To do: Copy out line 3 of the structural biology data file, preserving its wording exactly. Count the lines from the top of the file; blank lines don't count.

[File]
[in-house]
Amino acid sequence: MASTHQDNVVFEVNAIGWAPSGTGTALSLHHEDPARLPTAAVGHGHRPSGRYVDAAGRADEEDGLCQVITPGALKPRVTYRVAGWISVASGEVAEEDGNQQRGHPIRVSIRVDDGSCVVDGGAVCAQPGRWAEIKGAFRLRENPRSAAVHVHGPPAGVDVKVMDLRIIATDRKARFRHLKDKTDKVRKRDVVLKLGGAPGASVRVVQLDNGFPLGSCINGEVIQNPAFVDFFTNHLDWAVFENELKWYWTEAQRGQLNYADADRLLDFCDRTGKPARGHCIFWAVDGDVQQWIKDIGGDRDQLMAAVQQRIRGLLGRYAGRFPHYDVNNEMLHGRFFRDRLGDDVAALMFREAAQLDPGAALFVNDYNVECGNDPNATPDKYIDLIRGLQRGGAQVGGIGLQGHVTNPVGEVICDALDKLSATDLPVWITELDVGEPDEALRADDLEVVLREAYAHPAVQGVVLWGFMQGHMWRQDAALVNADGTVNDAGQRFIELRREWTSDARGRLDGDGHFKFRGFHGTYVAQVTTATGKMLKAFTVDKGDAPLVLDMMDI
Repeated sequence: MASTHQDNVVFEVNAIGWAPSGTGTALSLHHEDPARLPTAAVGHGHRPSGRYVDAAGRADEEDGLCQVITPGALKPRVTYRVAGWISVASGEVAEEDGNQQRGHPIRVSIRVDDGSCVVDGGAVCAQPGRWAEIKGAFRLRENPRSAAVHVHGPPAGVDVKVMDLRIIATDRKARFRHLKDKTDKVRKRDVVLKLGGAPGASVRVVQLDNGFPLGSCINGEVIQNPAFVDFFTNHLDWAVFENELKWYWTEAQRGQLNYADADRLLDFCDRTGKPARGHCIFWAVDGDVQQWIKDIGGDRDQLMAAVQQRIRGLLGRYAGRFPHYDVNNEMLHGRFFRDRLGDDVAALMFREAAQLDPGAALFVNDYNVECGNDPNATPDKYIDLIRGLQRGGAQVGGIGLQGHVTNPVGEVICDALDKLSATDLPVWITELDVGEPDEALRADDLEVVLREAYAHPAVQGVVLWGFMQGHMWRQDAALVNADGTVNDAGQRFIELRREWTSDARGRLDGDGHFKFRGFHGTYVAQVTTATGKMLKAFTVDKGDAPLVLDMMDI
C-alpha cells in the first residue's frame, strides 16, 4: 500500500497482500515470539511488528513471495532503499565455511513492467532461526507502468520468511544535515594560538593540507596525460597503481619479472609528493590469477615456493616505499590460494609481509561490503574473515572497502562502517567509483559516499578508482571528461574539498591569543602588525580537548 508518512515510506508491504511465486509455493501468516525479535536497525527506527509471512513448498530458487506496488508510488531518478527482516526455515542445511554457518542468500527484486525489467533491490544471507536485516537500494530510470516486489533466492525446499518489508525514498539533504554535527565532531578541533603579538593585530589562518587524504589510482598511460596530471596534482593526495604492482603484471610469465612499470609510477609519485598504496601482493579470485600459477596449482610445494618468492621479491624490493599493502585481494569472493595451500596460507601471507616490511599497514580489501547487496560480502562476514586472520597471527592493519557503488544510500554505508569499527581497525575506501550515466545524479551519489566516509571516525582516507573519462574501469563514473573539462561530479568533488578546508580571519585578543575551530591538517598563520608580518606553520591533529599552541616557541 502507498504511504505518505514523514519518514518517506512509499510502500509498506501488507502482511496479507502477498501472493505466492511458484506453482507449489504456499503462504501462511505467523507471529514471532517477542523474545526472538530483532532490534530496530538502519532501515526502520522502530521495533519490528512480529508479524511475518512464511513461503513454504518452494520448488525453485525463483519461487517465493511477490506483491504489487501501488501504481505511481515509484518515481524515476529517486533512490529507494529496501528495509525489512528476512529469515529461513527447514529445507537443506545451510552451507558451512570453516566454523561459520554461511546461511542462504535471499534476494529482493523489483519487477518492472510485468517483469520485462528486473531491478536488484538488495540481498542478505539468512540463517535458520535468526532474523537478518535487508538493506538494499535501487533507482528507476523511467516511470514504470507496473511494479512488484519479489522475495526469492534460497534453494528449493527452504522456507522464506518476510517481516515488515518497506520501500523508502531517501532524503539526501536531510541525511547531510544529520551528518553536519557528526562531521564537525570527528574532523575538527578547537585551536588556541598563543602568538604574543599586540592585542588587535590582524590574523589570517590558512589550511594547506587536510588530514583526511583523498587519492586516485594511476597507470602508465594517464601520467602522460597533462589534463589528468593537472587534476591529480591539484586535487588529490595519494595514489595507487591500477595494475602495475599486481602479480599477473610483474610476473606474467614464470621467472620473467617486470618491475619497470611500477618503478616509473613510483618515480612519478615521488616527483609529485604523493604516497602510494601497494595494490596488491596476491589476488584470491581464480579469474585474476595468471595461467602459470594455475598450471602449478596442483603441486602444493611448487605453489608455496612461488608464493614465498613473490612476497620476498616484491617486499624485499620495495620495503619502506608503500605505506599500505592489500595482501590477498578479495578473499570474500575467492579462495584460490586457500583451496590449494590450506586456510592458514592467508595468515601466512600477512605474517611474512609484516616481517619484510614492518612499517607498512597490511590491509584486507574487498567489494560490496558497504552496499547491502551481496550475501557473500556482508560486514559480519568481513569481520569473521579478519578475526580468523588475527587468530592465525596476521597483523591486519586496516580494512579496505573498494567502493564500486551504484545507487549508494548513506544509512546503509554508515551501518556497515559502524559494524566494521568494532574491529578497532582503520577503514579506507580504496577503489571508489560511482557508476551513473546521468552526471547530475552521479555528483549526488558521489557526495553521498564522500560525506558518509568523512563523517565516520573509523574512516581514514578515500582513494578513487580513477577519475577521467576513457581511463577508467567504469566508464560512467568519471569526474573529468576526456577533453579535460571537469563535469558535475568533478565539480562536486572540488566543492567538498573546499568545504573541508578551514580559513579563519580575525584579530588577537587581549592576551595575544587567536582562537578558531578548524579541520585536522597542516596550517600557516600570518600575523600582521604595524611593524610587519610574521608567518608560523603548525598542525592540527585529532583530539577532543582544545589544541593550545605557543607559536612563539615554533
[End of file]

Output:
Repeated sequence: MASTHQDNVVFEVNAIGWAPSGTGTALSLHHEDPARLPTAAVGHGHRPSGRYVDAAGRADEEDGLCQVITPGALKPRVTYRVAGWISVASGEVAEEDGNQQRGHPIRVSIRVDDGSCVVDGGAVCAQPGRWAEIKGAFRLRENPRSAAVHVHGPPAGVDVKVMDLRIIATDRKARFRHLKDKTDKVRKRDVVLKLGGAPGASVRVVQLDNGFPLGSCINGEVIQNPAFVDFFTNHLDWAVFENELKWYWTEAQRGQLNYADADRLLDFCDRTGKPARGHCIFWAVDGDVQQWIKDIGGDRDQLMAAVQQRIRGLLGRYAGRFPHYDVNNEMLHGRFFRDRLGDDVAALMFREAAQLDPGAALFVNDYNVECGNDPNATPDKYIDLIRGLQRGGAQVGGIGLQGHVTNPVGEVICDALDKLSATDLPVWITELDVGEPDEALRADDLEVVLREAYAHPAVQGVVLWGFMQGHMWRQDAALVNADGTVNDAGQRFIELRREWTSDARGRLDGDGHFKFRGFHGTYVAQVTTATGKMLKAFTVDKGDAPLVLDMMDI